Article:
|Publication number||US5562095 A|
|Application number||US 08/419,049|
|Publication date||Oct 8, 1996|
|Filing date||Apr 4, 1995|
|Priority date||Dec 24, 1992|
|Also published as||CA2110148A1, CA2110148C, DE4344312A1, DE4344312C2|
|Publication number||08419049, 419049, US 5562095 A, US 5562095A, US-A-5562095, US5562095 A, US5562095A|
|Inventors||Donal Downey, Aaron Fenster, John Miller, Shidong Tong|
|Original Assignee||Victoria Hospital Corporation, London Health Assoc.|
|Export Citation||BiBTeX, EndNote, RefMan|
|Patent Citations (2), Referenced by (106), Classifications (50), Legal Events (5)|
|External Links: USPTO, USPTO Assignment, Espacenet|
This application is a continuation of application Ser. No. 08/158,267, filed Nov. 29, 1993, abandoned.
This invention relates in general to medical diagnostic equipment and more particularly to a system for three dimensional (3-D) ultrasound imaging of human organs such as the eye, prostate, and other organs suitable for ultrasound imaging.
Clinical ultrasound diagnostic equipment is well known in the medical arts for viewing internal human organs. For example, opthamologists and radiologists often require images of the eye for investigating eye maladies and for making volumetric measurements. In diagnosing prostate cancer, a diagnostician uses transrectal ultrasound (TRUS) to identify whether lesions are present, and determines the location, size and extent of the lesions. However, such prior art ultrasound devices produce only 2-D images whereas the anatomies under investigation are three-dimensional. Hence, the diagnostician must interpret multiple images and integrate them in his or her mind to develop a 3-D impression of the anatomy and pathology under examination. This practice, although routine, is often time consuming and inefficient, and creates the potential for non-optimal diagnosis, and non-optimal staging of disease.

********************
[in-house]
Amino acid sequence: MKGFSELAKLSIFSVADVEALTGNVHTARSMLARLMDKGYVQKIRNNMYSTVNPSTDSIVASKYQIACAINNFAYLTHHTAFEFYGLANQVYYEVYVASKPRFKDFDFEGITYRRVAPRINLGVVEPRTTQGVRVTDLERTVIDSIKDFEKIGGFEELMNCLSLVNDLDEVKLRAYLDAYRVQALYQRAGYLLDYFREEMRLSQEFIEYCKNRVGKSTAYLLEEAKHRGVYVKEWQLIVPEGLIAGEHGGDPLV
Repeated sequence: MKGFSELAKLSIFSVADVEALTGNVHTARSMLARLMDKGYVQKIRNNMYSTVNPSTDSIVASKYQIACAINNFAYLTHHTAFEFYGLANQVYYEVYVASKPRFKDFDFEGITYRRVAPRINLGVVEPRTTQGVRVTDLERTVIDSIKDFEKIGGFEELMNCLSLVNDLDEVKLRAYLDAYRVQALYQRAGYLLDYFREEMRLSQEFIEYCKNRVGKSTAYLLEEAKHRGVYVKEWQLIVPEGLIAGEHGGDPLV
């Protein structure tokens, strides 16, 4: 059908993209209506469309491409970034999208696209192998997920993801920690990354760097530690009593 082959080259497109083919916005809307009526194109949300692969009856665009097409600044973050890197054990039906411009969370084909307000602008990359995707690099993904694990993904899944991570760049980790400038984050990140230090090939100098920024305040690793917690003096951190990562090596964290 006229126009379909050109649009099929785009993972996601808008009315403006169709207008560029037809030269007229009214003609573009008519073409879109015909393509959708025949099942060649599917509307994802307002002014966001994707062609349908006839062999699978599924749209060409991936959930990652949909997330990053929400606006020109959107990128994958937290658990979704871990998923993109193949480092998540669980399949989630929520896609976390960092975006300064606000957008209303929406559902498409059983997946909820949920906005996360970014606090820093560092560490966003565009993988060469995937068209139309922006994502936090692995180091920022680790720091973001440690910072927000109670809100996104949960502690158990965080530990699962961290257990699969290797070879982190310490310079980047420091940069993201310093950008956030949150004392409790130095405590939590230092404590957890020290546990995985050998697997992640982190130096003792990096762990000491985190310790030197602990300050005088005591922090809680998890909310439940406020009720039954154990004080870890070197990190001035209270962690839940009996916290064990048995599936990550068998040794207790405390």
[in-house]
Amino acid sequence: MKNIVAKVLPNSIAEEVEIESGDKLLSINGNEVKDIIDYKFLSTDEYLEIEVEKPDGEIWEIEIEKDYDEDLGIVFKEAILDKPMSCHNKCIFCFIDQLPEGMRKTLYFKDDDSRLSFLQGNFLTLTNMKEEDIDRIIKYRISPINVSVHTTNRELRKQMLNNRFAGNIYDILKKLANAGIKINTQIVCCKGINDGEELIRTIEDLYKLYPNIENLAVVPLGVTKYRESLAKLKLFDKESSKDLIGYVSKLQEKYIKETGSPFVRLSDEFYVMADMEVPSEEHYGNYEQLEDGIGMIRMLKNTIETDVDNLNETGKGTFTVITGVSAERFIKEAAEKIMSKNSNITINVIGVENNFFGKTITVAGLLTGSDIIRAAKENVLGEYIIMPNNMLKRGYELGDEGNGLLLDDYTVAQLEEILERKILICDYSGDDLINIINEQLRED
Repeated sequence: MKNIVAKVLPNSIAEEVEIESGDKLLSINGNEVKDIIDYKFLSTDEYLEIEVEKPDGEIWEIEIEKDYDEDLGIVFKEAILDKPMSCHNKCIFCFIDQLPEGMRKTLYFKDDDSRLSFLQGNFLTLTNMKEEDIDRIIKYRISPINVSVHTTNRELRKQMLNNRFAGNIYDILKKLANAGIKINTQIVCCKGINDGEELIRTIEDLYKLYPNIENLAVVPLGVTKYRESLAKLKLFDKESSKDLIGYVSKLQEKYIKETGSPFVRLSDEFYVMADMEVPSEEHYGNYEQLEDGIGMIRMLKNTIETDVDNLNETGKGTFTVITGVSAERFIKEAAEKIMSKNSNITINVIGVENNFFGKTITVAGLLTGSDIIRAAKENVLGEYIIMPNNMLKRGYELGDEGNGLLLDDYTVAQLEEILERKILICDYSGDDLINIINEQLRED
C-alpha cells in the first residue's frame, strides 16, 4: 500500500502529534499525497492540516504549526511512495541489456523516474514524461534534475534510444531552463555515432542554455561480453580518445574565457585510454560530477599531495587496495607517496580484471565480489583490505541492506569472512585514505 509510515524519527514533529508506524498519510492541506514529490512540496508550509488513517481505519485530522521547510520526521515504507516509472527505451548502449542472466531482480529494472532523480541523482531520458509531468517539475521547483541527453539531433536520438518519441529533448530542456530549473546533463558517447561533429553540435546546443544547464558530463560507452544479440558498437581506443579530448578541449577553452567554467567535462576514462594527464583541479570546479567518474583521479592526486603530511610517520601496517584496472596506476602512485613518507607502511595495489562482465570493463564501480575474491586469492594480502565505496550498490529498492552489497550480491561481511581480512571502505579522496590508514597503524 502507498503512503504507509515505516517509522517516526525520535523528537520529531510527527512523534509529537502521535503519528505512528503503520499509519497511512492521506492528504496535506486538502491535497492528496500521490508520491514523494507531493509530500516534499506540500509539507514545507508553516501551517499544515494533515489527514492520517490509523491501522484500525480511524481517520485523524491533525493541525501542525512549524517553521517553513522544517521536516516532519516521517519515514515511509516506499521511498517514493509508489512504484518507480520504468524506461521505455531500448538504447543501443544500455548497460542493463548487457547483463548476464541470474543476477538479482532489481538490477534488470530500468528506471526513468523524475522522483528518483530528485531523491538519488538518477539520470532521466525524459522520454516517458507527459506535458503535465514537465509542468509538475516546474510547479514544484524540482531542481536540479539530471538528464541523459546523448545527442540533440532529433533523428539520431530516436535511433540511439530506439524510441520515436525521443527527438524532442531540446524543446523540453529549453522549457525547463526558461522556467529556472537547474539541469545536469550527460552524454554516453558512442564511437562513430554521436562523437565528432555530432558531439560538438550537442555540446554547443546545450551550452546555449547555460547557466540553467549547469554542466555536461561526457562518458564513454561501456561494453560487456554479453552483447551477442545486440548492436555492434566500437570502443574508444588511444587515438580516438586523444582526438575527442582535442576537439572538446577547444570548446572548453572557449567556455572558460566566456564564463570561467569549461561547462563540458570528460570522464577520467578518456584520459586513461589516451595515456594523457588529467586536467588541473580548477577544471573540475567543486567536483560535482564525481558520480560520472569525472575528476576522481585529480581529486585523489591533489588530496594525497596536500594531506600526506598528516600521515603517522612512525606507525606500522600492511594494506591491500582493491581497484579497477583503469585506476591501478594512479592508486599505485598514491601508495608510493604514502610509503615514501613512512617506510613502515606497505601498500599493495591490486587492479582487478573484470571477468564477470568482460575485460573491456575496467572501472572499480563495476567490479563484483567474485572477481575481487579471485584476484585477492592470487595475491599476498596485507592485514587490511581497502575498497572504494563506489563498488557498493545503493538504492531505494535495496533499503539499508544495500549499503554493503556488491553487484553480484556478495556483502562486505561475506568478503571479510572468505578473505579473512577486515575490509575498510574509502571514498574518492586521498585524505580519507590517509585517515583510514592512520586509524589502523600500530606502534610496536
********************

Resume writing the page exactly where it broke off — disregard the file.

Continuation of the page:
Also, the ultrasound image in prior art 2-D imagers represents a single plane approximately 1 mm thick and at an arbitrary angle in the patient's body. Thus, it is generally difficult to localize the image plane in the organ, and very difficult to reproduce a particular image location at some later time.
Prior art ultrasound imaging systems typically comprise a probe for transmitting ultrasound signals into the human body and receiving reflected ultrasound signals therefrom, and a conventional clinical ultrasound machine for receiving and processing analog ultrasound signals from the probe for generating multiple images of the organ.
A number of patents have been issued relating to prior art probes with internal mechanical sensors. Examples of these systems are disclosed in the following U.S. Pat. Nos.: 5,159,931 (Pini); 5,152,294 (Mochizuki et al); 4,819,650 (Goldstein); 4,841,979 (Dow et al) and 4,934,370 (Campbell).
Prior art systems are also known to use encoders for determining the position of the sensors and transmitting that information to a controlling computer. Examples of such systems are disclosed in the following U.S. Pat. Nos.: 5,159,931 (Pini); 5,152,294 (Mochizuki et al); 4,932,414 (Coleman et al); 4,271,706 (Ledley); 4,341,120 (Anderson); 5,078,145 (Furuhata); 5,036,855 (Fry et al); 4,858,613 (Fry et al) and 4,955,365 (Fry et al).